The annual pilgrimage to the Epsom Derby by a number of our vehicles recently allowed some workshop space to be used to set out the new timber top rail for the near-side of 1828. The top rail is the point where the body side ends and the curve of the roof begins, hence top rail (top of the body side). Running the full length of the vehicle and therefore coming in at almost 30 feet in length, the rail has to be spliced together from a number of different pieces. Ash is used due to its flexibility, durability, cost and weight. Needles to say, it's not cheap! Here we see the wood set out in one of the bus bays.
The timber has been carefully measured and is here being cut to length. Next comes the complicated part: setting out the curve of the body shape to exactly fit the vehicle. This has proved extremely time consuming as almost 50% of the original rail is missing, having rotted away after years of abandonment. Imagine too, the tops of the body pillars have to fit precisely in to this rail, as do the hoops which hold up the roof. The next picture was taken to show the extent of the curve built in to this massive piece of wood. Don't forget, the other side will have to be attended to later.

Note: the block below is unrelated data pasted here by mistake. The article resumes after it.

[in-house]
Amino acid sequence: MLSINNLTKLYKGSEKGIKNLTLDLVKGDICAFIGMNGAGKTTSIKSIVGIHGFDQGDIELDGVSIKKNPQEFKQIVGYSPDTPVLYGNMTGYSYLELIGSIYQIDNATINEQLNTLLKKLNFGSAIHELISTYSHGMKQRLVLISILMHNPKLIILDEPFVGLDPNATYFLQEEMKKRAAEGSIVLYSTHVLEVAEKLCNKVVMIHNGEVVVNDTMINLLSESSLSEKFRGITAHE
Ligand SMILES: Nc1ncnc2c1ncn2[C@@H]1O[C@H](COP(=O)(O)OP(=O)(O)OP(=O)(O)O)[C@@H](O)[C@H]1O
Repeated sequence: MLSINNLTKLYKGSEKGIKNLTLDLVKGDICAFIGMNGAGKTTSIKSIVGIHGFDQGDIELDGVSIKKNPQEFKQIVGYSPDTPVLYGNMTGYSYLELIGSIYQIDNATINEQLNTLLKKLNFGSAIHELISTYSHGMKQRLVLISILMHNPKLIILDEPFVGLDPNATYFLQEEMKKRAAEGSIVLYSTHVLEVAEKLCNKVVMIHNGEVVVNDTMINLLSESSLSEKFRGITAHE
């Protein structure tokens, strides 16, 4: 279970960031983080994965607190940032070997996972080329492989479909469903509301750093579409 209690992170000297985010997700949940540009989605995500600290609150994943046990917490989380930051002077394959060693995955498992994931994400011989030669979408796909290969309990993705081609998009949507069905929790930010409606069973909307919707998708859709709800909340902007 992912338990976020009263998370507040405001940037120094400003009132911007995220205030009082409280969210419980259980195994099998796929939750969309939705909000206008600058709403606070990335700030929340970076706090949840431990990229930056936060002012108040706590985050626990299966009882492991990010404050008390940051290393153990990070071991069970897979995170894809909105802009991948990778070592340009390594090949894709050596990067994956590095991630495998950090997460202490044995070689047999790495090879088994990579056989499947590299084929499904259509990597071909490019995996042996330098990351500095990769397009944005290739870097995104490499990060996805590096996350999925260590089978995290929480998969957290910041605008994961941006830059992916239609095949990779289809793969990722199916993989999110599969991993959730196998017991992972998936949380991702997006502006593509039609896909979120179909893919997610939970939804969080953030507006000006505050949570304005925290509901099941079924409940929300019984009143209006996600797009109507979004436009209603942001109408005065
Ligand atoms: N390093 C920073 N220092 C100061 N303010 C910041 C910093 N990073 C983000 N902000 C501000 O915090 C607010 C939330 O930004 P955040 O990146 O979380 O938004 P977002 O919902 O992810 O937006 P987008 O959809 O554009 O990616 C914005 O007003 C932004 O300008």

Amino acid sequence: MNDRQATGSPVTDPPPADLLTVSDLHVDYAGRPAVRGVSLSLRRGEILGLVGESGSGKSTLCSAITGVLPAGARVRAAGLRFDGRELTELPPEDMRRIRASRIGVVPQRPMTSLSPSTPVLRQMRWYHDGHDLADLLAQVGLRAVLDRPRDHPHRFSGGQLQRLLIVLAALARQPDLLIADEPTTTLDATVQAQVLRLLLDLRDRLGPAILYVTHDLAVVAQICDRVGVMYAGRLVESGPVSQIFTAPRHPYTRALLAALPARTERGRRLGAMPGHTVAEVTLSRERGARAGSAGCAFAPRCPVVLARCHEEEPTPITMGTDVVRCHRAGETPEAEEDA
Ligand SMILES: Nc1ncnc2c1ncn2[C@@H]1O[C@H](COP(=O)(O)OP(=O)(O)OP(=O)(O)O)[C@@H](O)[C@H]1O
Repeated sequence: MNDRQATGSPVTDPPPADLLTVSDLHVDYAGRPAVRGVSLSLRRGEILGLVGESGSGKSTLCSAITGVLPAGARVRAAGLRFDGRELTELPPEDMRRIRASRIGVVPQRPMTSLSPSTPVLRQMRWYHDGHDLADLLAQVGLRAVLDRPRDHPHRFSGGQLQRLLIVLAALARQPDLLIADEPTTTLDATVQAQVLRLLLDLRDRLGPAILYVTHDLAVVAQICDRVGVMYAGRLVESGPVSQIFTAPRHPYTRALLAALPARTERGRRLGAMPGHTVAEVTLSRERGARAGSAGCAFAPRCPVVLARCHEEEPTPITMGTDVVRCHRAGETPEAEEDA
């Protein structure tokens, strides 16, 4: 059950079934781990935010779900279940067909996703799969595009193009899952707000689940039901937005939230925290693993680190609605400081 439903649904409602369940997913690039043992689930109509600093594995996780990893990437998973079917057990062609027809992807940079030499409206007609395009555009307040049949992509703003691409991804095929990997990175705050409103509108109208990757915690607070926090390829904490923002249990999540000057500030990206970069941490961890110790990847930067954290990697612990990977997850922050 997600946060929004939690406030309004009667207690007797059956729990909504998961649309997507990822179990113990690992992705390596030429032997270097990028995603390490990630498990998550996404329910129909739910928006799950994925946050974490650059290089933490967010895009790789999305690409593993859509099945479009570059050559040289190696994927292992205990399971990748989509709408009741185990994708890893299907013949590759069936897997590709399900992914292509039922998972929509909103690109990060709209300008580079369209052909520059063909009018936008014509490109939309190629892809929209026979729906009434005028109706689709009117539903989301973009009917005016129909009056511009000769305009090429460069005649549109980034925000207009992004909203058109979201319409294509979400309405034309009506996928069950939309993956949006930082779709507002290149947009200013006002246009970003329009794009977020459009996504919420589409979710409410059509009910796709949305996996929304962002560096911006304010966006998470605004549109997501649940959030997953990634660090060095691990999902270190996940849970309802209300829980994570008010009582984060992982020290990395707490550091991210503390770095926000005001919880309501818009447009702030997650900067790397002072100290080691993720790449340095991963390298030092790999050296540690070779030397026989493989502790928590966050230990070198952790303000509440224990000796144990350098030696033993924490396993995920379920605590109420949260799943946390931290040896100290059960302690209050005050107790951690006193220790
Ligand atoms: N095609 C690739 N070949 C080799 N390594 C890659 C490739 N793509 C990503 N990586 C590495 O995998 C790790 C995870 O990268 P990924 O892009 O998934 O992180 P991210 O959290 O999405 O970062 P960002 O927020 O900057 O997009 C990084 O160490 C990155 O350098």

In January we showed you work which had taken place inside the vehicle, with particular emphasis on the new floor. This task has since been completed, including the onerous work around the wheel arches. The final result is particularly pleasing.
Meanwhile, the rear end of the vehicle is coming together nicely; the boot doors look particularly fine.
Finally, the panels fitted to the off-side of the vehicle have been stripped as a prelude to the windows being removed over the coming months. The glass will be cleaned, window frames refurbished and new rubbers made.